I heard a snippet of the speech that Tony Blair made at the Labour Conference yesterday, and thought a part of it was worth a mention. He said something along the lines of:
'The British public will forgive a bad decision. What they won't forgive is making no decision.'
I started thinking about this point of view in other contexts and whether I believed it to be true. I know that there are times when i have backed away from making a decision and it has blown up in my face, when really the best way forward would have been to have taken courage and gone for something, facing the consequences either way. I suppose it largely depends on the nature and scale of the decision. As I was saying to Neil, I do wonder whether this statement is always true. For example, if Blair was referring to the war in Iraq, then I wonder whether people would agree that a bad decision was better than no decision.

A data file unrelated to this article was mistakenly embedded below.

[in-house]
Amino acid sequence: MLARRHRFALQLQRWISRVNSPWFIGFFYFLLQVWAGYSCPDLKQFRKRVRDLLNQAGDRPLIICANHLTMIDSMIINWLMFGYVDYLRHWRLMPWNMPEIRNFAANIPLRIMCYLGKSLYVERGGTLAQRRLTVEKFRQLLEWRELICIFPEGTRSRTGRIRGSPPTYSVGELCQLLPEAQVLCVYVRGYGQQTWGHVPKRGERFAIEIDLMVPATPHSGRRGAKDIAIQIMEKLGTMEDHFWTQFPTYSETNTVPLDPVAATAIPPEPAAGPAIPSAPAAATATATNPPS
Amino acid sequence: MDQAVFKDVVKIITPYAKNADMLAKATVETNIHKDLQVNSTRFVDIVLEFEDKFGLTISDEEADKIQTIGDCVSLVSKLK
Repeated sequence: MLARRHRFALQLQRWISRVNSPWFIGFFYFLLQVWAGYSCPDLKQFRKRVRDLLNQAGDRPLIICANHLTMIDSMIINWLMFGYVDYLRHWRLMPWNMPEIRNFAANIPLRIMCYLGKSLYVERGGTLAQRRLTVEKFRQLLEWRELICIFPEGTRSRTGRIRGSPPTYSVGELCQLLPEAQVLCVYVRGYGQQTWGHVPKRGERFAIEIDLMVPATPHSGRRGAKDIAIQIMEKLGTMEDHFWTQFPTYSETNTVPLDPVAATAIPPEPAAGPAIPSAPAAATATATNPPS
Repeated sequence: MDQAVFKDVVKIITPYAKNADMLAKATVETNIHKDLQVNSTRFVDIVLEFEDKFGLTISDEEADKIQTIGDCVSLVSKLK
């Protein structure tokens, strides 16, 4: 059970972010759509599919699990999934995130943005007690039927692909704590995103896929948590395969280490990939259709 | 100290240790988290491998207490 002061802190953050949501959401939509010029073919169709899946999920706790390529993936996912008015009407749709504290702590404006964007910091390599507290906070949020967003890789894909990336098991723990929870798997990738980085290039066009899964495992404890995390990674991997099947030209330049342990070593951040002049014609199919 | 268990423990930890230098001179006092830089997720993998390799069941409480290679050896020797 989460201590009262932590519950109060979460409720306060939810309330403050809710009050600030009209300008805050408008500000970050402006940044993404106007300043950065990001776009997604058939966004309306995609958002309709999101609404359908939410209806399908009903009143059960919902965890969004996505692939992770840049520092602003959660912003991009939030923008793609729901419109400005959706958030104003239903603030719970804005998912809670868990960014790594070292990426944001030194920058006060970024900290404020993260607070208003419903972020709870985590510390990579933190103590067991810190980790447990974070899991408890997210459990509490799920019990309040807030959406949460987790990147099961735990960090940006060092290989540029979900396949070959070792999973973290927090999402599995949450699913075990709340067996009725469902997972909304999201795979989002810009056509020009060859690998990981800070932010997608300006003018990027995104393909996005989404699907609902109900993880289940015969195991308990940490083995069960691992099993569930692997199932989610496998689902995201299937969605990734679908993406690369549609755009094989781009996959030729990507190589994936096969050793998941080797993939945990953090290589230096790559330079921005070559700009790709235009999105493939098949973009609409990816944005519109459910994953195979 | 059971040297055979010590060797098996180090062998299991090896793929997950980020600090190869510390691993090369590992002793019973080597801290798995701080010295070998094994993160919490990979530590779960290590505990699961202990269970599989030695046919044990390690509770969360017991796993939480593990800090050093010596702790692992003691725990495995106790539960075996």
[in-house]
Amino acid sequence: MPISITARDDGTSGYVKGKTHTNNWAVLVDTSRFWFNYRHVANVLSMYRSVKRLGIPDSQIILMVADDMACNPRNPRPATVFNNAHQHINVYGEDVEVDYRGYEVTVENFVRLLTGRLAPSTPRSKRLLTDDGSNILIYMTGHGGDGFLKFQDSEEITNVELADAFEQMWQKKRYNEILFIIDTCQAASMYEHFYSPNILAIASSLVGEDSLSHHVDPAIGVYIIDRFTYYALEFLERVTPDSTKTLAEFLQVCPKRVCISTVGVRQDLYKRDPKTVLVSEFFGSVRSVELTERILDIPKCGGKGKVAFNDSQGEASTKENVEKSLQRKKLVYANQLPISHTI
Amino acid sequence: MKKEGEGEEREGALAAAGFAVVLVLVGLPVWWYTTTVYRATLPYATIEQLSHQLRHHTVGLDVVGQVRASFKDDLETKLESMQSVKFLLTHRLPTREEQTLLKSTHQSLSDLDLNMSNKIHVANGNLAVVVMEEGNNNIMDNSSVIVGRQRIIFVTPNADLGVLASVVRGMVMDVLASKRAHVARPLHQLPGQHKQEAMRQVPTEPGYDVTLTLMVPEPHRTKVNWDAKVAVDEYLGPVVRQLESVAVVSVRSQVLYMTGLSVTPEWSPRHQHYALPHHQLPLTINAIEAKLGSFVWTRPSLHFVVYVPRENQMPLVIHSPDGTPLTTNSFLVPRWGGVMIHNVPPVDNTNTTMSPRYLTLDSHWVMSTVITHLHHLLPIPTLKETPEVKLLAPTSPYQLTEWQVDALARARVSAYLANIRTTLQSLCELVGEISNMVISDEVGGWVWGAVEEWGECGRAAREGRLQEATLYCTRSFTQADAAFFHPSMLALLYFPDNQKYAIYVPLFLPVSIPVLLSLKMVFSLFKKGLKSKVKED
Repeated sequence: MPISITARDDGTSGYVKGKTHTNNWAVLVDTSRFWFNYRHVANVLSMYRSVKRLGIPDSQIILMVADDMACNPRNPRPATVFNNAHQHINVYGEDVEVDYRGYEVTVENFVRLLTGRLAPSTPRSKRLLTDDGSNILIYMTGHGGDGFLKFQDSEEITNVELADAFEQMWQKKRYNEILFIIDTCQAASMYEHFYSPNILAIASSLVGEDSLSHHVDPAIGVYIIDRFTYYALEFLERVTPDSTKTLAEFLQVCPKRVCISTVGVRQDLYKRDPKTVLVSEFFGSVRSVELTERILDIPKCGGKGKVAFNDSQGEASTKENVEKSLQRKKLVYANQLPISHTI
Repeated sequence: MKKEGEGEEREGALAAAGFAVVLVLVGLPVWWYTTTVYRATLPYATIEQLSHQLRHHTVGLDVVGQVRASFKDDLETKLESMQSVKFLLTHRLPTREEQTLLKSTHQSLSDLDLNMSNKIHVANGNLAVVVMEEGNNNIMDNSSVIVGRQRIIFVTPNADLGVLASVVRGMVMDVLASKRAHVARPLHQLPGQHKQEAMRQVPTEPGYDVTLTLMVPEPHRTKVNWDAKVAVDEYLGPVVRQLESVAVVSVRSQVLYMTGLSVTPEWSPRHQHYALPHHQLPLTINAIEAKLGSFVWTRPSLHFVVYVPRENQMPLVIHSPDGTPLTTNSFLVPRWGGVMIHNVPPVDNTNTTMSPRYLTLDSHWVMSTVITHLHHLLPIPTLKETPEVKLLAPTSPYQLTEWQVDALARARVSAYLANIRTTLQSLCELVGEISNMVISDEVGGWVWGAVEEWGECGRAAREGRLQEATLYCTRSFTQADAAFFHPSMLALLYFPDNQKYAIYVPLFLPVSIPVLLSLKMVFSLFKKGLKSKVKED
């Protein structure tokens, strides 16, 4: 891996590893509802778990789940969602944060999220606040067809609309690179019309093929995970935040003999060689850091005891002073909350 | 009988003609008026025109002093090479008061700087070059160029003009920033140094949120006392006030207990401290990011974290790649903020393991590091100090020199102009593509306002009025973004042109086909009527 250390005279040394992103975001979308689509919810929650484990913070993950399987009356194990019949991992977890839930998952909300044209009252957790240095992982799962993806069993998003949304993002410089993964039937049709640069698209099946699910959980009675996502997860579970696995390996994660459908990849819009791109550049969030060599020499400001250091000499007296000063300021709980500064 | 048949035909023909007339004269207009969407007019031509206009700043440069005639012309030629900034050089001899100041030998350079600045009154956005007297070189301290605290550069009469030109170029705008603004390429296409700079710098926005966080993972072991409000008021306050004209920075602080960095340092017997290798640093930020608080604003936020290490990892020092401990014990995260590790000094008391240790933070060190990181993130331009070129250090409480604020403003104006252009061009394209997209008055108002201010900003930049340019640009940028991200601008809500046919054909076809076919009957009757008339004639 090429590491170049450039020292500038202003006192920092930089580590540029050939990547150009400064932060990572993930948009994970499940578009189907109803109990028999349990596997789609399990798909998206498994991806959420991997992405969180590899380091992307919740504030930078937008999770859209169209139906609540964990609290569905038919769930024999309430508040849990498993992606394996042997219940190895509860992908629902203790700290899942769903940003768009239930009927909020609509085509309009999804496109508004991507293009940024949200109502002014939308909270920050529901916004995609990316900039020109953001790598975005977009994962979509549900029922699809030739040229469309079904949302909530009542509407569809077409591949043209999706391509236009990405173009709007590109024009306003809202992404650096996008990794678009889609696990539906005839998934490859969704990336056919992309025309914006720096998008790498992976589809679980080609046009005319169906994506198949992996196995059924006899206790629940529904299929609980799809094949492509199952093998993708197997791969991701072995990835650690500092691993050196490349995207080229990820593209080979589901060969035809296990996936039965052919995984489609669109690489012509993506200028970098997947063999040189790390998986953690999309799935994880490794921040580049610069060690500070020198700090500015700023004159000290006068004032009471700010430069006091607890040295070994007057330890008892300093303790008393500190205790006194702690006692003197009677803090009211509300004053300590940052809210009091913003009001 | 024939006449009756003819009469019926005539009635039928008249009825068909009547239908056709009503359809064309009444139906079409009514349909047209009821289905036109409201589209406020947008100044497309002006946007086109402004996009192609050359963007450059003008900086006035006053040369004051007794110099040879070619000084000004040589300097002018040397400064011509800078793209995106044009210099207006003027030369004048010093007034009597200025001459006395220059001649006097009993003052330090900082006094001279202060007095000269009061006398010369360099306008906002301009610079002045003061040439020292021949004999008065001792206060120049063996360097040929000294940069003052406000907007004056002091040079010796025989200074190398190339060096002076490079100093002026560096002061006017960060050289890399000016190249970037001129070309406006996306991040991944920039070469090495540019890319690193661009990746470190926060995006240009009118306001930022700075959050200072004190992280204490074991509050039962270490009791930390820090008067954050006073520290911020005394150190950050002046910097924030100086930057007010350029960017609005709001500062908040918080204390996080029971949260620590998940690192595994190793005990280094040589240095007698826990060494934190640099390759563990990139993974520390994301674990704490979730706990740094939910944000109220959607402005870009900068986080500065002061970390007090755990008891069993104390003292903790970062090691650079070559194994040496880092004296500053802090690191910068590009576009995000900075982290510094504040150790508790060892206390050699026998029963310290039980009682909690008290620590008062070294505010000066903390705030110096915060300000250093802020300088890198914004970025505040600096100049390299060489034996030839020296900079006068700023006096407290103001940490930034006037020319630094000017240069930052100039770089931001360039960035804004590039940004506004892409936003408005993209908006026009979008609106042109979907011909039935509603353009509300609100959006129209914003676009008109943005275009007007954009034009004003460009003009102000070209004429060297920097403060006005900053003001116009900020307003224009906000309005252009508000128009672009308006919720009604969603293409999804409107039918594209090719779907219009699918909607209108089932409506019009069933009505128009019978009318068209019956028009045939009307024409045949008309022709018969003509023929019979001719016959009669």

In my own context, I think it comes down to being sure of whether God is leading me and leading the church. It is only my confidence in him that leads me into scary waters when I am really a bit of a chicken. However, trying to follow God and his heart means that I can follow through even unpopular decisions... at least, that is the theory....